A digital video installation by Tim Brook and Arne Hanna in Gallery 2 at M16 Artspace, Griffith ACT
6 pm Thursday 14 June 2018
12 pm–5 pm Wednesday–Sunday until
Glance at an outback landscape, and you’ll say there’s nothing there;
slow down, pay attention, and the subtleties reveal themselves.
Quiet, contemplative and immersive, Australian Landscapes is a digital video installation that invites your imagination. It evokes memories of quiet moments in inland Australia, when you become absorbed in the visual richness of surface details. Very slowly, the work reveals a delicacy of detail and a harshness of ground so characteristic of the Australian inland.
On one level the installation is a formal exercise in line, colour and texture. It is an evolving exploration of delicate detail. The videos were assembled from a large collection of still photographs. The installation offers an immersive experience engaging with the visual connections between these images—almost abstract patterns, like those we find in aerial photographs of the outback. Occasionally the photographs include fragments of worn or clumsy signs (Robert MacPherson’s ‘Australian landscapes’?). The end result is certainly not a narrative, but the work does invite you to make up little stories to account for the strange formations revealed.
Many of the images involve paint that is dripping, fading or peeling, but the images remain photographic, not painterly. The patterns were formed by random processes until they were captured in the photographic frame—they were not carefully constructed like the paintings of Pollock and the Abstract Expressionists, so they display quite different surface detail. Every image is a celebration of the unexpected beauty of that Australian icon, the corrugated-iron fence. After all, it is the delicacy of detail and the harshness of ground that is so characteristic of corrugated iron.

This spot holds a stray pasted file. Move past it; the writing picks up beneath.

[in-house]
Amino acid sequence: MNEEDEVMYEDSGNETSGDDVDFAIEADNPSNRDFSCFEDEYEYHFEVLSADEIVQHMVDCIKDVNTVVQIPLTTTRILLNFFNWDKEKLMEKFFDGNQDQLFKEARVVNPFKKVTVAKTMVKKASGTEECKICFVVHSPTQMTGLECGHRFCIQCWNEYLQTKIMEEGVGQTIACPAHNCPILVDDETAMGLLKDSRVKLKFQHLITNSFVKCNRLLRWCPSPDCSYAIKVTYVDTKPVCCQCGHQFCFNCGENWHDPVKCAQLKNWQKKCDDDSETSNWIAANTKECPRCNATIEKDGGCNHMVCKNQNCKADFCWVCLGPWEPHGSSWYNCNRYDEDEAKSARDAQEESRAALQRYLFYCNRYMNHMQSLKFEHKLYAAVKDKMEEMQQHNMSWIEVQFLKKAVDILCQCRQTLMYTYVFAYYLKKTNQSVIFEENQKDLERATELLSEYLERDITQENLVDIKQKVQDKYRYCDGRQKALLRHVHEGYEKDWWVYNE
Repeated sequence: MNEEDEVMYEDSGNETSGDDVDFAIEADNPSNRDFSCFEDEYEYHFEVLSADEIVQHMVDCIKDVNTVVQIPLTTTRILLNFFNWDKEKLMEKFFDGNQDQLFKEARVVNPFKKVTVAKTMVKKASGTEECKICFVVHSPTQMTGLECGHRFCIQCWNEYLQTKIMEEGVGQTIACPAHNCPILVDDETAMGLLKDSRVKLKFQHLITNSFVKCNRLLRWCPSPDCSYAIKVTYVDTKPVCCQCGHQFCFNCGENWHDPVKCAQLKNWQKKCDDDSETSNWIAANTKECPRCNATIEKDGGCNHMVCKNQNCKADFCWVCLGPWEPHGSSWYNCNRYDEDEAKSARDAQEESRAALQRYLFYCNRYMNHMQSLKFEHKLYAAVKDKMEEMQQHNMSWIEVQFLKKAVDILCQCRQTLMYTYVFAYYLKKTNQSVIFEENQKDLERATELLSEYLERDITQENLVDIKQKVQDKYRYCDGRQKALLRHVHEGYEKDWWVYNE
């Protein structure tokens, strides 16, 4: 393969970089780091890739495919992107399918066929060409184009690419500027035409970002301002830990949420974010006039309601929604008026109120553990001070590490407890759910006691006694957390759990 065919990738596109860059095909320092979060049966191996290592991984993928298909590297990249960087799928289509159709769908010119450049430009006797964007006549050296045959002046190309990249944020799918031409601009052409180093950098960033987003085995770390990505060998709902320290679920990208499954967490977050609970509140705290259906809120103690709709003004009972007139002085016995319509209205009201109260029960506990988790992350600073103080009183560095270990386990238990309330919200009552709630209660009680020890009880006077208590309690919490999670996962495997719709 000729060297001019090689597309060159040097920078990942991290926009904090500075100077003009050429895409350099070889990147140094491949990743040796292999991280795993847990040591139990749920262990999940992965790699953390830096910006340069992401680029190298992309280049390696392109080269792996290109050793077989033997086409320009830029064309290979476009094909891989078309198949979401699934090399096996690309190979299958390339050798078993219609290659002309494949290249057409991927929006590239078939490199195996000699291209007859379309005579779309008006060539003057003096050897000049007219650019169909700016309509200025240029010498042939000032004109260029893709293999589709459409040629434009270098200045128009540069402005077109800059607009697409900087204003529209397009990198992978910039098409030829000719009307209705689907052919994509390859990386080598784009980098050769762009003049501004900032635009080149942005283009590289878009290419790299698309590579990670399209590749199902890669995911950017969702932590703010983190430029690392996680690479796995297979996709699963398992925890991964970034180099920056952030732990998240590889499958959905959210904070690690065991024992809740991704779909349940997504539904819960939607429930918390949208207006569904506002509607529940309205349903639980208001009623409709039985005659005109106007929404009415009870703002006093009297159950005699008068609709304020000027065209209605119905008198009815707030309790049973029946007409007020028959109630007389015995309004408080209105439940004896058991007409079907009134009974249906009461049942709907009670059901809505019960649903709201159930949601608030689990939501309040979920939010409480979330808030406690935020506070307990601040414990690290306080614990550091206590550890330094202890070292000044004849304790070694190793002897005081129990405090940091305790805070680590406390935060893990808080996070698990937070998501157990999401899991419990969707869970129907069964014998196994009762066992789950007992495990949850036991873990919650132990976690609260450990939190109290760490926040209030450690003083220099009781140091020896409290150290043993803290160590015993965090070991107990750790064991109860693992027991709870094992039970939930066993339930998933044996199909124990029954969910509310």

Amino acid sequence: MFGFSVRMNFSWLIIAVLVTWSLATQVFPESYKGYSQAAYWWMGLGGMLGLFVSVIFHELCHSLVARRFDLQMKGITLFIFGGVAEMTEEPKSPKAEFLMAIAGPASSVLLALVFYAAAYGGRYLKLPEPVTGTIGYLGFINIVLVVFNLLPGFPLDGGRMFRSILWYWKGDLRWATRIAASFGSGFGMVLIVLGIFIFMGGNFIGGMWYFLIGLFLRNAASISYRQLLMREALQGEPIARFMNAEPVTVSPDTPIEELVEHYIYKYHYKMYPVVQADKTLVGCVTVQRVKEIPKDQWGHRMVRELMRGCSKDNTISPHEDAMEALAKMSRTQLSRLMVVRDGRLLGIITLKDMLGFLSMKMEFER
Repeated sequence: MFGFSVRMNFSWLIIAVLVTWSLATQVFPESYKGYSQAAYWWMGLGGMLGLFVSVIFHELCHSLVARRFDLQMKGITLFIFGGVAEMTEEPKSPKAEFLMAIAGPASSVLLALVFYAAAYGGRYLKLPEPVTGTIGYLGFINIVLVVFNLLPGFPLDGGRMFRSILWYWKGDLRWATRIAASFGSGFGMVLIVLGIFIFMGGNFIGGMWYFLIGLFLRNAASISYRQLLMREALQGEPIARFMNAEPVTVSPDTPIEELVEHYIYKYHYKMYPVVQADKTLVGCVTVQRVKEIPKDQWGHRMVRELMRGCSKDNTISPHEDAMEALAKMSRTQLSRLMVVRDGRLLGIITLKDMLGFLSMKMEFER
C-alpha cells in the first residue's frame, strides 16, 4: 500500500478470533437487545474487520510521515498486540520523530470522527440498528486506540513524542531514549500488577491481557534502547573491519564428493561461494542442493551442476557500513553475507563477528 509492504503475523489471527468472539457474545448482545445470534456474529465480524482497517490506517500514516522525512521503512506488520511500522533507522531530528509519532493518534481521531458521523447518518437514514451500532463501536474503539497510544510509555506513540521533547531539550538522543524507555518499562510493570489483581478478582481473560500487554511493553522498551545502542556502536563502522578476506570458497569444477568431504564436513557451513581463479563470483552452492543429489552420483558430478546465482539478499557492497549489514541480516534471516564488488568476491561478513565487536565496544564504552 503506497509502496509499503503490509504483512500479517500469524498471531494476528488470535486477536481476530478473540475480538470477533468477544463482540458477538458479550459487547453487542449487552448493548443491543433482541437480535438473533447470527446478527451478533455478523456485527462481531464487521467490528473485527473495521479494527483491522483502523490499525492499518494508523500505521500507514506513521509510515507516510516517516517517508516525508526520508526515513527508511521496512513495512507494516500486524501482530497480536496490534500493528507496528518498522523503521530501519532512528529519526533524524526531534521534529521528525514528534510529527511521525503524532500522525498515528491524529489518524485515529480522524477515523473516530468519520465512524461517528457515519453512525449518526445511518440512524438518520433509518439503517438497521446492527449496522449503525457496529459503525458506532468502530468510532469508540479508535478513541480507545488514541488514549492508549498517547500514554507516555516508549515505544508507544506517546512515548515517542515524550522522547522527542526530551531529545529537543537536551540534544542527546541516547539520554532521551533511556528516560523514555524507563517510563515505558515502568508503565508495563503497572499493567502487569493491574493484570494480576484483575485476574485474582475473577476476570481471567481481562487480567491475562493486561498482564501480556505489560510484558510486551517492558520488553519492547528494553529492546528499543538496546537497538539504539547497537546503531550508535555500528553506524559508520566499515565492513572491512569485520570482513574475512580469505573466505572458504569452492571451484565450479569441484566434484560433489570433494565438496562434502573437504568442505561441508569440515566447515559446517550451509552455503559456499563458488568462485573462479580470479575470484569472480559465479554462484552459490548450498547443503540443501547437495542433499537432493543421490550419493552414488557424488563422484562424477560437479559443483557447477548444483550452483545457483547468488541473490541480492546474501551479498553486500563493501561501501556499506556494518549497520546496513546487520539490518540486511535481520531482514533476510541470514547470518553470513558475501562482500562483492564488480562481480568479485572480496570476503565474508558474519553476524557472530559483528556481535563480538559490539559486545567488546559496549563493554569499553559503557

I began photographing corrugated iron in 1994 in a carpark in Kalgoorlie WA. I remain fascinated by the visual complexity of the material.
Corrugated iron has become a clichéd symbol for down-to-earth Australia and for improvisation in the face of adversity. The symbol suggests rugged simplicity and disregard for visual niceties. It may even imply ugliness. But the material itself belies the clichés. It isn’t hard to find rich varieties of colour and shape on a fence—it’s simply a matter of slowing down and taking time to notice. Each sheet of iron acquires an intricate pattern, a record of the weather and the works of men. These markings, like markings on the land, begin to hint at countless little tales of ordinary things.
The appeal of these patterns often lies in their intricacies or their subtlety. Traditional silver-based film is the only way to do justice to them—a screen on a personal computer doesn’t have sufficient resolution, and web browsers compromise the subtlety even more. The images on these webpages are therefore only thumbnails of the originals.
- Jas Hugonnet for his excellent advice
- Nick Lhuede for his invaluable expert help with the installation
- Frances Spurgin for her patience and continuing professional support